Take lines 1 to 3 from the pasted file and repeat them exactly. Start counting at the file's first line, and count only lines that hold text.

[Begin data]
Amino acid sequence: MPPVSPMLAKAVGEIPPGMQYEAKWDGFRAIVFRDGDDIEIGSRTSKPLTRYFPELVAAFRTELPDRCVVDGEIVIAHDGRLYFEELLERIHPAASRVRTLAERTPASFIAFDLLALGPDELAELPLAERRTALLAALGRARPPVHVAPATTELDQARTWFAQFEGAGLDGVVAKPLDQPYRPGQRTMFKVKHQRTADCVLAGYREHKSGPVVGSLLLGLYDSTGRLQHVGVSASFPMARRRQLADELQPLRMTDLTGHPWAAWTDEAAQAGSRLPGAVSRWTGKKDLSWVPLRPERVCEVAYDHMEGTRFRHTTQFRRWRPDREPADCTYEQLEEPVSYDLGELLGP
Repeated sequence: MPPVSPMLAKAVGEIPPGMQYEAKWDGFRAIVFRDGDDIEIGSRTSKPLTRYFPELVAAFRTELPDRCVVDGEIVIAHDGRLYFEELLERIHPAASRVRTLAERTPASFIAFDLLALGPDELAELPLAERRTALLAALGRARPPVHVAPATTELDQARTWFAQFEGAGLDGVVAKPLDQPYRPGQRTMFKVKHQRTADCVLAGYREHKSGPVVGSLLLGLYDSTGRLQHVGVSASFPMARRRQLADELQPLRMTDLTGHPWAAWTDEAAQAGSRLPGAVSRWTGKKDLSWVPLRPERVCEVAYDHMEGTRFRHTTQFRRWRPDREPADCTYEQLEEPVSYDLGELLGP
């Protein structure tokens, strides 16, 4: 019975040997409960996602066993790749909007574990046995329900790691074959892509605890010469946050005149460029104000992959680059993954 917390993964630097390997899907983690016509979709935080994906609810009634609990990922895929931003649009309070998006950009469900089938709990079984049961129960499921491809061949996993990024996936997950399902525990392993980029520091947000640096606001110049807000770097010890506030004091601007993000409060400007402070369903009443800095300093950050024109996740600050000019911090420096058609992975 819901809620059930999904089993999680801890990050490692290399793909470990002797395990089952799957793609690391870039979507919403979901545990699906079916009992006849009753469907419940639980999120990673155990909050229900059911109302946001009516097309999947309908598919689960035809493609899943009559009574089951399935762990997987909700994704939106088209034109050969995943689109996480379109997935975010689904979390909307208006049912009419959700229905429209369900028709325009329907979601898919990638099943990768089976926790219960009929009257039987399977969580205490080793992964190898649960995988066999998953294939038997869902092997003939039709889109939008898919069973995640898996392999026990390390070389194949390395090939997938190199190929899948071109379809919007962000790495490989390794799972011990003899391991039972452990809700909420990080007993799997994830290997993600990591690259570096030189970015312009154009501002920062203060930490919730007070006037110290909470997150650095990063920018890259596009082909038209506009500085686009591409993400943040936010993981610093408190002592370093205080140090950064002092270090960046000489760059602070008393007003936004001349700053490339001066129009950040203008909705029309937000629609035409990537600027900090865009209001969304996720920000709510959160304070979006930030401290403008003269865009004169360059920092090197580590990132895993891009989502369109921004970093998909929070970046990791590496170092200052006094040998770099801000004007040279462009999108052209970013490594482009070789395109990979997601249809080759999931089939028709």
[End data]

Amino acid sequence: MPPVSPMLAKAVGEIPPGMQYEAKWDGFRAIVFRDGDDIEIGSRTSKPLTRYFPELVAAFRTELPDRCVVDGEIVIAHDGRLYFEELLERIHPAASRVRTLAERTPASFIAFDLLALGPDELAELPLAERRTALLAALGRARPPVHVAPATTELDQARTWFAQFEGAGLDGVVAKPLDQPYRPGQRTMFKVKHQRTADCVLAGYREHKSGPVVGSLLLGLYDSTGRLQHVGVSASFPMARRRQLADELQPLRMTDLTGHPWAAWTDEAAQAGSRLPGAVSRWTGKKDLSWVPLRPERVCEVAYDHMEGTRFRHTTQFRRWRPDREPADCTYEQLEEPVSYDLGELLGP
Repeated sequence: MPPVSPMLAKAVGEIPPGMQYEAKWDGFRAIVFRDGDDIEIGSRTSKPLTRYFPELVAAFRTELPDRCVVDGEIVIAHDGRLYFEELLERIHPAASRVRTLAERTPASFIAFDLLALGPDELAELPLAERRTALLAALGRARPPVHVAPATTELDQARTWFAQFEGAGLDGVVAKPLDQPYRPGQRTMFKVKHQRTADCVLAGYREHKSGPVVGSLLLGLYDSTGRLQHVGVSASFPMARRRQLADELQPLRMTDLTGHPWAAWTDEAAQAGSRLPGAVSRWTGKKDLSWVPLRPERVCEVAYDHMEGTRFRHTTQFRRWRPDREPADCTYEQLEEPVSYDLGELLGP
């Protein structure tokens, strides 16, 4: 019975040997409960996602066993790749909007574990046995329900790691074959892509605890010469946050005149460029104000992959680059993954 917390993964630097390997899907983690016509979709935080994906609810009634609990990922895929931003649009309070998006950009469900089938709990079984049961129960499921491809061949996993990024996936997950399902525990392993980029520091947000640096606001110049807000770097010890506030004091601007993000409060400007402070369903009443800095300093950050024109996740600050000019911090420096058609992975 819901809620059930999904089993999680801890990050490692290399793909470990002797395990089952799957793609690391870039979507919403979901545990699906079916009992006849009753469907419940639980999120990673155990909050229900059911109302946001009516097309999947309908598919689960035809493609899943009559009574089951399935762990997987909700994704939106088209034109050969995943689109996480379109997935975010689904979390909307208006049912009419959700229905429209369900028709325009329907979601898919990638099943990768089976926790219960009929009257039987399977969580205490080793992964190898649960995988066999998953294939038997869902092997003939039709889109939008898919069973995640898996392999026990390390070389194949390395090939997938190199190929899948071109379809919007962000790495490989390794799972011990003899391991039972452990809700909420990080007993799997994830290997993600990591690259570096030189970015312009154009501002920062203060930490919730007070006037110290909470997150650095990063920018890259596009082909038209506009500085686009591409993400943040936010993981610093408190002592370093205080140090950064002092270090960046000489760059602070008393007003936004001349700053490339001066129009950040203008909705029309937000629609035409990537600027900090865009209001969304996720920000709510959160304070979006930030401290403008003269865009004169360059920092090197580590990132895993891009989502369109921004970093998909929070970046990791590496170092200052006094040998770099801000004007040279462009999108052209970013490594482009070789395109990979997601249809080759999931089939028709």